After the earthquake there was an influx of foreign interventions aimed at redressing poverty and inequality in different guises. The initial efforts were focused on disaster relief, but other programs quickly followed, including cash-for-work, conditional cash grants, the extension of microfinance programs, and mobile money. These exist along state efforts such as a program called Ti Manmam Cherie (state payments to mothers whose children attend school regularly), as well as corporate sponsorships, especially by the telecommunications industry (Taylor 2015). By bringing in foreign currencies, employment opportunities, microcredit programs, and new payment systems, these foreign interventions (individual and institutional) and state initiatives are having a notable impact on Haiti’s consumer finance ecology, although it it unclear whether they have much impact upon inequality per se. However, they are not the only players shaping big and small finance. They sit alongside a domestic informal system of money practices that is at least as important in the everyday lives of the Haitian people.

Production: Fiat and imaginary currencies

Haiti has always had a rich and varied currency system. In addition to the national currency (the Haitian gourde), Haitians also use a range of non-Haitian currencies in their everyday affairs (Baptise, Taylor and Horst 2010; Neiburg 2014). These include the United States dollar (of which the gourde is measured against) and the Dominican peso. US dollars are universally accepted, and are generally used in transactions with foreigners (Neiburg 2014).

The circulation of multiple real and imaginary currencies show the various ways that Haitians are unevenly incorporated into both their own state and the global economy. A hallmark of a “modern” state is the envelopment of its citizens into a system of centralized governance, including money and taxation. In Haiti, however, US dollars have greater dependability and are often demanded in payment. Currency inequalities can also be seen clearly on the border of Haiti and the Dominican Republic. Since the Dominican Republic is the stronger economy, residents of Haitian border towns tend to circulate Dominican pesos and Haitian gourdes equally. Conversely, the Haitian gourde is virtually never used in transactions on the Dominican side of the border. Moreover, the recent drop in value of the Haitian gourde relative to the peso is creating difficulties for Haitians who live and trade across the border region, since prices have risen and they have lost a trade advantage (Dominican Today 2016; see also Taylor and Horst, forthcoming). Thus dependency on a non-national currency is a source of insecurity and inequality along multiple fronts.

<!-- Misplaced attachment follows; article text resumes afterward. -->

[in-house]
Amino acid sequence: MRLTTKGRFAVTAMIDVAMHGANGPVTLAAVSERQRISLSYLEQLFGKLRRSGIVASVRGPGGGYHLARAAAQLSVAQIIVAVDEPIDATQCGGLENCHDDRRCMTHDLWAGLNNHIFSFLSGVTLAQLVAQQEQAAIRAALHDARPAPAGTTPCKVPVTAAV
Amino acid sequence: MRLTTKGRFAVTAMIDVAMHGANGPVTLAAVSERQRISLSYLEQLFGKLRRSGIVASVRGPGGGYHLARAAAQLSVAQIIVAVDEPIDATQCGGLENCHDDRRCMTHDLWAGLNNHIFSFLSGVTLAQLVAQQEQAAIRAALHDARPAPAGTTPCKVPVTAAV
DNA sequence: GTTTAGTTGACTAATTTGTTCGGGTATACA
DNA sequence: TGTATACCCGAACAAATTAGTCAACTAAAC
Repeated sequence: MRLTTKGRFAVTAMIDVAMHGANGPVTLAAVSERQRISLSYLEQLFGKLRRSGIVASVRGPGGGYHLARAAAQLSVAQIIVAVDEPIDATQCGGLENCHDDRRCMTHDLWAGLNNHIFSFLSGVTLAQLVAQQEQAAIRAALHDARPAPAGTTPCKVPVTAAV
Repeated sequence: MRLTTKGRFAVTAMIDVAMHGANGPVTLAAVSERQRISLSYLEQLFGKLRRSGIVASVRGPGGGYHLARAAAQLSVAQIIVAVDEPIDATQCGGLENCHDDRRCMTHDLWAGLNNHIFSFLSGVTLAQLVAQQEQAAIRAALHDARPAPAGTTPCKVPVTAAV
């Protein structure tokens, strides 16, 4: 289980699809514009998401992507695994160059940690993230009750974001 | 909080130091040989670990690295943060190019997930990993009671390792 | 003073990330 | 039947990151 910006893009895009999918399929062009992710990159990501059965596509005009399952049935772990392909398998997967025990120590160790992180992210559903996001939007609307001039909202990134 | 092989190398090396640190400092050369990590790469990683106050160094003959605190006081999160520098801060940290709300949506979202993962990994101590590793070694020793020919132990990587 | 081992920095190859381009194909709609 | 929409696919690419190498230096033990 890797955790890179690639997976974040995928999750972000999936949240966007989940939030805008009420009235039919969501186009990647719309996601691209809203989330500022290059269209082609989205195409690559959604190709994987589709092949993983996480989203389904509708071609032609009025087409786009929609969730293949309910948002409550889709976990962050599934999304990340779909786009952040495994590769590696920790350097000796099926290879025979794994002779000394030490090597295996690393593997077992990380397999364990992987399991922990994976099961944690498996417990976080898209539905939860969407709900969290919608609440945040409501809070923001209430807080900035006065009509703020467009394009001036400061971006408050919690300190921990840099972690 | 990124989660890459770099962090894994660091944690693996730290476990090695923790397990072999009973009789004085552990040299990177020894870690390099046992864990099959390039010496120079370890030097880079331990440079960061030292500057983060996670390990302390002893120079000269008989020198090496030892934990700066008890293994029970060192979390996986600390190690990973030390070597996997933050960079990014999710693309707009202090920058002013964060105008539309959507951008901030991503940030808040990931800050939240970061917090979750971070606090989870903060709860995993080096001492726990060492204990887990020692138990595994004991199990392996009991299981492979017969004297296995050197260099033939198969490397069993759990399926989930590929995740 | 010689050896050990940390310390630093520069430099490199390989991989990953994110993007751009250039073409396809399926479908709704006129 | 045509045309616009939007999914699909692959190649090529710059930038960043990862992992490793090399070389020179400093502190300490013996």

Besides these formal currencies, Haiti also has an imaginary currency, known as the Haitian dollar, that can provide insights into inequality domestically. Technically, the Haitian dollar does not exist, nor has it ever existed. It has no material form; rather, it is an alternative way of counting the formal currency, the Haitian gourde. The Haitian gourde is fixed to the Haitian dollar at a rate of 5:1. A consumer may be quoted prices in either currency, but in either case they will complete the transaction by paying in Haitian gourdes, either using notes and coins or, less commonly, electronically. For example, consider the following exchange as I shopped for fruit one day in Port-au-Prince. I selected some apples and papaya from cloth laid on the pavement and asked the vendor for the tally. “Two dollars,” she told me. I pulled a crumpled ten-gourde note from my pocket and handed it over. In other words, the vendor asked for two dollars; I handed over ten gourdes. In fact, two U.S. dollars are currently worth around 90 gourdes.

The Haitian dollar stems from the period 1912-1989 when the gourde was pegged to the US dollar at a rate of 5:1 (today, 1 US dollar is worth around 46 Haitian gourde). Since Haitians in all parts of the country were used to making daily conversions between dollars and gourdes, they continued to refer to their own currency in dollar terms once the peg was dropped. With most exchanges taking place in informal local markets, where the lexicon was well understood, there was little incentive to drop the dollar. Today, a great deal of informal trade, and quite a lot of formal trade, is carried out in Haitian dollars. As the anthropologist Federico Neiburg describes:

“Although basically an oral phenomenon, the imaginary currency also appears in writing in some contexts, such as the example of the supermarket receipt, on some restaurant menus, at some gas station pumps, on some service contracts for international cooperation projects, 25 and especially in the notebooks recording debts and credits for bets in general and lotteries in particular.” (Neiburg 2014: 12)

The Haitian dollar is particularly prominent in areas that Neiburg labels “undisciplined”: areas in which people are not well-incorporated into formal economic and social institutions. He suggests that these are prevalent in cities as much as in rural areas.1 However, the Haitian dollar is also used by formal businesses, such as mini-marts. In many stores, even in the cities, goods are labelled with prices in Haitian dollars. Cashiers ring up the prices in gourdes, but quote the price in dollars. To make matters more complex, the receipt will state the price in gourdes, but the currency symbol preceding the price may be a dollar sign or a Euro sign. Most registered businesses are small-scale with low profit margins and cannot afford technology appropriate to the official currency. Instead, they use financial technology imported from the USA and France.